Project description:Lipid nanodiscs are playing increasingly important roles in studies of the structure and function of membrane proteins. Development of lipid nanodiscs as a membrane-protein-supporting platform, or a drug targeting and delivery vehicle in general, is undermined by the fluidic and labile nature of lipid bilayers. Here, we report the discovery of polymer nanodiscs, i.e., discoidal amphiphilic block copolymer membrane patches encased within membrane scaffold proteins, as a novel two-dimensional nanomembrane that maintains the advantages of lipid nanodiscs while addressing their weaknesses. Using MsbA, a bacterial ATP-binding cassette transporter as a membrane protein prototype, we show that the protein can be reconstituted into the polymer nanodiscs in an active state. As with lipid nanodiscs, reconstitution of detergent-solubilized MsbA into the polymer nanodiscs significantly enhances its activity. In contrast to lipid nanodiscs that undergo time- and temperature-dependent structural changes, the polymer nanodiscs experience negligible structural evolution under similar environmental stresses, revealing a critically important property for the development of nanodisc-based characterization methodologies or biotechnologies. We expect that the higher mechanical and chemical stability of block copolymer membranes and their chemical versatility for adaptation will open new opportunities for applications built upon diverse membrane protein functions, or involved with drug targeting and delivery.
Project description:Membrane proteins play critical biochemical roles but remain challenging to study. Recently, native or nondenaturing mass spectrometry (MS) has made great strides in characterizing membrane protein interactions. However, conventional native MS relies on detergent micelles, which may disrupt natural interactions. Lipoprotein nanodiscs provide a platform to present membrane proteins for native MS within a lipid bilayer environment, but previous native MS of membrane proteins in nanodiscs has been limited by the intermediate stability of nanodiscs. It is difficult to eject membrane proteins from nanodiscs for native MS but also difficult to retain intact nanodisc complexes with membrane proteins inside. Here, we employed chemical reagents that modulate the charge acquired during electrospray ionization (ESI). By modulating ESI conditions, we could either eject the membrane protein complex with few bound lipids or capture the intact membrane protein nanodisc complex-allowing measurement of the membrane protein oligomeric state within an intact lipid bilayer environment. The dramatic differences in the stability of nanodiscs under different ESI conditions opens new applications for native MS of nanodiscs.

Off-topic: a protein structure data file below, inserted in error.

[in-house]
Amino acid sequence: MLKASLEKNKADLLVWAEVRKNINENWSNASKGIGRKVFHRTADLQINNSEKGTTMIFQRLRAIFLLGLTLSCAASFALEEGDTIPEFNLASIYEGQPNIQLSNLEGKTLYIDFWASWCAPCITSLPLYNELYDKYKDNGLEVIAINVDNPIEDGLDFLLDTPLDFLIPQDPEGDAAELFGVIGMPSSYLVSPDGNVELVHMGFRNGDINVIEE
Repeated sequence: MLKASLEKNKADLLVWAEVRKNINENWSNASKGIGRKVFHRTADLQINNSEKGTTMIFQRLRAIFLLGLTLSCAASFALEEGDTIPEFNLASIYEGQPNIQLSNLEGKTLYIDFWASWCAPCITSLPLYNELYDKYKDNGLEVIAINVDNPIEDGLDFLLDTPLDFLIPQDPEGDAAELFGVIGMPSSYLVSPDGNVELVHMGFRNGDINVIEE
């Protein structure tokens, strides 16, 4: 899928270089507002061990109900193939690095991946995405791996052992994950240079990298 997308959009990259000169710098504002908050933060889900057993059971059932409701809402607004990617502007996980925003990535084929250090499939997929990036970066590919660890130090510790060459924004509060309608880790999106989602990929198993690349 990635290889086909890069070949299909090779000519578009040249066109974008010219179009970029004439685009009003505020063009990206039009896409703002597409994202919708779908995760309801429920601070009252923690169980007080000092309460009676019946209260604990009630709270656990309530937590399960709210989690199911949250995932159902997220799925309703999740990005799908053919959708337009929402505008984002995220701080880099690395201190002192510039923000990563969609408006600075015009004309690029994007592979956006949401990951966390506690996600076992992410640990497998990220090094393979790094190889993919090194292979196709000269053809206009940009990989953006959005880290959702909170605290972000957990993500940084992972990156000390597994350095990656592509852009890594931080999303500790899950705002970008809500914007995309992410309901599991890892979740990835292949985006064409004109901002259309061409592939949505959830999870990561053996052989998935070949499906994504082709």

Project description:In the study of membrane proteins and antimicrobial peptides, nanodiscs have emerged as a valuable membrane mimetic to solubilze these molecules in a lipid bilayer. We present the structural characterization of nanodiscs using native mass spectrometry and surface-induced dissociation, which are powerful tools in structural biology.